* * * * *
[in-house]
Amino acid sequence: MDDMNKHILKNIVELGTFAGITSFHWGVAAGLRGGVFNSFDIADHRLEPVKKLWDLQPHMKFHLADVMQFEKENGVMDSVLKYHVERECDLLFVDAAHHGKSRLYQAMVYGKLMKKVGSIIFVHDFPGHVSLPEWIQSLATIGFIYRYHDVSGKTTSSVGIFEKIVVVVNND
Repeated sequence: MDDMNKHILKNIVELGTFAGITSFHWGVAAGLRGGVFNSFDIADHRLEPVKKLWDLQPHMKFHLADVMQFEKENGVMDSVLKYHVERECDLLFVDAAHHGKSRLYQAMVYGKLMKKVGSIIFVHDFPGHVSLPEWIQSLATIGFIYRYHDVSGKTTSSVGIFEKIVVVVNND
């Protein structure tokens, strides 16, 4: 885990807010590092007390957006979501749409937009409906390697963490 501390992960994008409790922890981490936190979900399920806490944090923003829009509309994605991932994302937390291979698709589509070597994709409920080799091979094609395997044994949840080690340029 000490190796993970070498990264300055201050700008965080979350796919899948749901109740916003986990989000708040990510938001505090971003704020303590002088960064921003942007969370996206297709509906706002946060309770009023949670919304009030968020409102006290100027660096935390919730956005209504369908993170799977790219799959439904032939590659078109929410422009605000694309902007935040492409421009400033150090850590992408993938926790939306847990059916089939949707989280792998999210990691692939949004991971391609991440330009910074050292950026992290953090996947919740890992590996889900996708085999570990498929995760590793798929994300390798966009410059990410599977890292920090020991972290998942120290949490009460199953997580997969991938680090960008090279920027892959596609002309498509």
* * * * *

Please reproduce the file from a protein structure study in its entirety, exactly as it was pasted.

[in-house]
Amino acid sequence: MDDMNKHILKNIVELGTFAGITSFHWGVAAGLRGGVFNSFDIADHRLEPVKKLWDLQPHMKFHLADVMQFEKENGVMDSVLKYHVERECDLLFVDAAHHGKSRLYQAMVYGKLMKKVGSIIFVHDFPGHVSLPEWIQSLATIGFIYRYHDVSGKTTSSVGIFEKIVVVVNND
Repeated sequence: MDDMNKHILKNIVELGTFAGITSFHWGVAAGLRGGVFNSFDIADHRLEPVKKLWDLQPHMKFHLADVMQFEKENGVMDSVLKYHVERECDLLFVDAAHHGKSRLYQAMVYGKLMKKVGSIIFVHDFPGHVSLPEWIQSLATIGFIYRYHDVSGKTTSSVGIFEKIVVVVNND
């Protein structure tokens, strides 16, 4: 885990807010590092007390957006979501749409937009409906390697963490 501390992960994008409790922890981490936190979900399920806490944090923003829009509309994605991932994302937390291979698709589509070597994709409920080799091979094609395997044994949840080690340029 000490190796993970070498990264300055201050700008965080979350796919899948749901109740916003986990989000708040990510938001505090971003704020303590002088960064921003942007969370996206297709509906706002946060309770009023949670919304009030968020409102006290100027660096935390919730956005209504369908993170799977790219799959439904032939590659078109929410422009605000694309902007935040492409421009400033150090850590992408993938926790939306847990059916089939949707989280792998999210990691692939949004991971391609991440330009910074050292950026992290953090996947919740890992590996889900996708085999570990498929995760590793798929994300390798966009410059990410599977890292920090020991972290998942120290949490009460199953997580997969991938680090960008090279920027892959596609002309498509």